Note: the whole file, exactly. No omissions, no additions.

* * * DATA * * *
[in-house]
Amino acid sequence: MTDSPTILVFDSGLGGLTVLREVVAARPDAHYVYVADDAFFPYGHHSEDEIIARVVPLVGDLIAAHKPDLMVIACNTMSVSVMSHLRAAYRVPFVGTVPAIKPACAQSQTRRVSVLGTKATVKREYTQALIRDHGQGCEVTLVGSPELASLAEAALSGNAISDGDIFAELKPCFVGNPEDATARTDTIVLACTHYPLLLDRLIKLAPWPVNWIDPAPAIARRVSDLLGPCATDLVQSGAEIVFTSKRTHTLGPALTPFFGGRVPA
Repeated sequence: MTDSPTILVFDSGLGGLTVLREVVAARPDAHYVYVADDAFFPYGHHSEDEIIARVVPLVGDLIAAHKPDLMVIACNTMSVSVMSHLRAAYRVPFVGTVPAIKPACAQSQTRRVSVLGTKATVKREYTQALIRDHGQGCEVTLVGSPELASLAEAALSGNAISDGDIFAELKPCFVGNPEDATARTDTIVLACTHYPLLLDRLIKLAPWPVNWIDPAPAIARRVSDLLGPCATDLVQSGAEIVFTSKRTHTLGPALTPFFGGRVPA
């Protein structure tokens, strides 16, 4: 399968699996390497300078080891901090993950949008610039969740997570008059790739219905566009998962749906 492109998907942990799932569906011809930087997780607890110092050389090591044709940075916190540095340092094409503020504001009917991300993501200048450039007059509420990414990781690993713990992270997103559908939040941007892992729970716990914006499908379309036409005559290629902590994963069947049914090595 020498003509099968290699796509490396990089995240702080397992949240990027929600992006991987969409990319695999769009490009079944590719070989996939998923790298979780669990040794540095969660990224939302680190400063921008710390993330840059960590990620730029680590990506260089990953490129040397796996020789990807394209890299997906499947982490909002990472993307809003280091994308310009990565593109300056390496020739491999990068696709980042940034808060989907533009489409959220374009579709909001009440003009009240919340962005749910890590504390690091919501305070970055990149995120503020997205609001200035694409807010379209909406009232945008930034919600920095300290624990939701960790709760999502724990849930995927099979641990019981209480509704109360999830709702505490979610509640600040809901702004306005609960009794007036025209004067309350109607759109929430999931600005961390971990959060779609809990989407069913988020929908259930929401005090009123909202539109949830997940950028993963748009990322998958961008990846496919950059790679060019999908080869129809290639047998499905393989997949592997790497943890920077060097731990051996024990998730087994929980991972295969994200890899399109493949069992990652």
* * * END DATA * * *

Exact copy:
[in-house]
Amino acid sequence: MTDSPTILVFDSGLGGLTVLREVVAARPDAHYVYVADDAFFPYGHHSEDEIIARVVPLVGDLIAAHKPDLMVIACNTMSVSVMSHLRAAYRVPFVGTVPAIKPACAQSQTRRVSVLGTKATVKREYTQALIRDHGQGCEVTLVGSPELASLAEAALSGNAISDGDIFAELKPCFVGNPEDATARTDTIVLACTHYPLLLDRLIKLAPWPVNWIDPAPAIARRVSDLLGPCATDLVQSGAEIVFTSKRTHTLGPALTPFFGGRVPA
Repeated sequence: MTDSPTILVFDSGLGGLTVLREVVAARPDAHYVYVADDAFFPYGHHSEDEIIARVVPLVGDLIAAHKPDLMVIACNTMSVSVMSHLRAAYRVPFVGTVPAIKPACAQSQTRRVSVLGTKATVKREYTQALIRDHGQGCEVTLVGSPELASLAEAALSGNAISDGDIFAELKPCFVGNPEDATARTDTIVLACTHYPLLLDRLIKLAPWPVNWIDPAPAIARRVSDLLGPCATDLVQSGAEIVFTSKRTHTLGPALTPFFGGRVPA
């Protein structure tokens, strides 16, 4: 399968699996390497300078080891901090993950949008610039969740997570008059790739219905566009998962749906 492109998907942990799932569906011809930087997780607890110092050389090591044709940075916190540095340092094409503020504001009917991300993501200048450039007059509420990414990781690993713990992270997103559908939040941007892992729970716990914006499908379309036409005559290629902590994963069947049914090595 020498003509099968290699796509490396990089995240702080397992949240990027929600992006991987969409990319695999769009490009079944590719070989996939998923790298979780669990040794540095969660990224939302680190400063921008710390993330840059960590990620730029680590990506260089990953490129040397796996020789990807394209890299997906499947982490909002990472993307809003280091994308310009990565593109300056390496020739491999990068696709980042940034808060989907533009489409959220374009579709909001009440003009009240919340962005749910890590504390690091919501305070970055990149995120503020997205609001200035694409807010379209909406009232945008930034919600920095300290624990939701960790709760999502724990849930995927099979641990019981209480509704109360999830709702505490979610509640600040809901702004306005609960009794007036025209004067309350109607759109929430999931600005961390971990959060779609809990989407069913988020929908259930929401005090009123909202539109949830997940950028993963748009990322998958961008990846496919950059790679060019999908080869129809290639047998499905393989997949592997790497943890920077060097731990051996024990998730087994929980991972295969994200890899399109493949069992990652």